The Mirror Between Two Worlds
CLiving aboard a small boat, you live on a mirror, and it is constantly moving. It is also the interface between two worlds - the dominant one on our planet and below our hull, is within the sea. The other one, where we dwell, is within the air. So, let's reflect.
C We are at home, anchored on the mirror, in a small cove in Washington's San Juan Islands. A Peregrine Falcon just soared off the cliff towering above us.
C A mother Turkey Vulture, with her two 'teenage' kids, is fending off her begging duo while all three explore the tide line.
C A Fish Crow is watching us, with the hope that we are fishing and will soon clean a fish, leaving the innards for his breakfast.
C A Bald Eagle keeps an eye on the scene from a perch atop a snag below the cliff.
C The only sounds are the twitter of the Eagle, the mewing of gulls, and the abrupt splash of small fish jumping to evade the marauding salmon or seal. We study the reflections shining from the mirror under us, and reflect about the 'other' world - the world where you, most probably, live.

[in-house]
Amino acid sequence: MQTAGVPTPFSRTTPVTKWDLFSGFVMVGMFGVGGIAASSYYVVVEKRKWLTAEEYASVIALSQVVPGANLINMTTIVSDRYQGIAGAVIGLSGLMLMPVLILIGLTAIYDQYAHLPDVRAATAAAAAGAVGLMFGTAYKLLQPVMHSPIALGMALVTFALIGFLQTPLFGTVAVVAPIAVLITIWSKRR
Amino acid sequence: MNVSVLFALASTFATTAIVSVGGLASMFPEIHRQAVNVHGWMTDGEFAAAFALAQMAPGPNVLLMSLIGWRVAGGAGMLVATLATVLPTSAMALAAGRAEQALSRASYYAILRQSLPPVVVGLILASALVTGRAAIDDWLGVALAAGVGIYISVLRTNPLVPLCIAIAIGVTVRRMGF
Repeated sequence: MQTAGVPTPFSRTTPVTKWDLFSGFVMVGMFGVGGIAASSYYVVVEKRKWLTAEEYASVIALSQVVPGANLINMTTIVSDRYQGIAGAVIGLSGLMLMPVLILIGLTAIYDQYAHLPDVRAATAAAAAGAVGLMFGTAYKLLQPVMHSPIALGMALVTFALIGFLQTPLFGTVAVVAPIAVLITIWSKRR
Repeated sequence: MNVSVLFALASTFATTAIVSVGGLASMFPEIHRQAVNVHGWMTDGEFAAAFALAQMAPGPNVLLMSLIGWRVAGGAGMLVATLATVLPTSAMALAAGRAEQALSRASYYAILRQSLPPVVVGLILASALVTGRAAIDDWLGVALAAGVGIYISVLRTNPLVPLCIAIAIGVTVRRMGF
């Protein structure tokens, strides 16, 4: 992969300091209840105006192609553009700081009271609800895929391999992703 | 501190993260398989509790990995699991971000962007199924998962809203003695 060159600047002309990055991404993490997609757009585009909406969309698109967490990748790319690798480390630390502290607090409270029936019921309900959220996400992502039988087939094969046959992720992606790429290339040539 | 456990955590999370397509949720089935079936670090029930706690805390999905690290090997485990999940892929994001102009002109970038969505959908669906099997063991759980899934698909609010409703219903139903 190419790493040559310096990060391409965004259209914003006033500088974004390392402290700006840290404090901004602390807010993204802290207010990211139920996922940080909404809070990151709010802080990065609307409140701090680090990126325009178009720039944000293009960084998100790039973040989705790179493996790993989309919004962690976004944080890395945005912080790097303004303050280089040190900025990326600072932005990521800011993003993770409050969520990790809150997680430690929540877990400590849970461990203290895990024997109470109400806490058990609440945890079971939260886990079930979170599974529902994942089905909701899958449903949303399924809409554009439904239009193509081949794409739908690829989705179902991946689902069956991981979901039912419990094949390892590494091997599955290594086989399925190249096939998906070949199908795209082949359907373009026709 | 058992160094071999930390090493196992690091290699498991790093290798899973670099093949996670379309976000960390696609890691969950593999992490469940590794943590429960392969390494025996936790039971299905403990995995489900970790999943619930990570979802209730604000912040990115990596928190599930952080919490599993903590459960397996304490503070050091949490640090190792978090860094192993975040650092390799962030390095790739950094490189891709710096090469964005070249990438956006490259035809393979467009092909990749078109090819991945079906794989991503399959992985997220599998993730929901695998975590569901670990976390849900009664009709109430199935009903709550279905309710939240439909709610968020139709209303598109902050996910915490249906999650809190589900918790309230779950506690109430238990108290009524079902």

C "Who was your best friend, when you were a kid?" El asked with a twinkle in her eye. She was baiting me, and we both knew it.
C "A guy who lived in another state and had been dead a hundred years. Henry David Thoreau," I answered watching the ripples, made when a fish nudged the mirror surface, moving in a circle toward shore. "Oh, and maybe a few others, most lived in England and had lived even earlier than Thoreau. Chaps like Emerson, Wordsworth, Coleridge, Byron, Shelley, and Keats. " A Kingfisher rattled his cheery greeting as he flew past us on the boat. "I knew them well - better than any of my school chums."
C "You were a weird kid, weren't you?" El said with the twinkle now a broad and shining smile.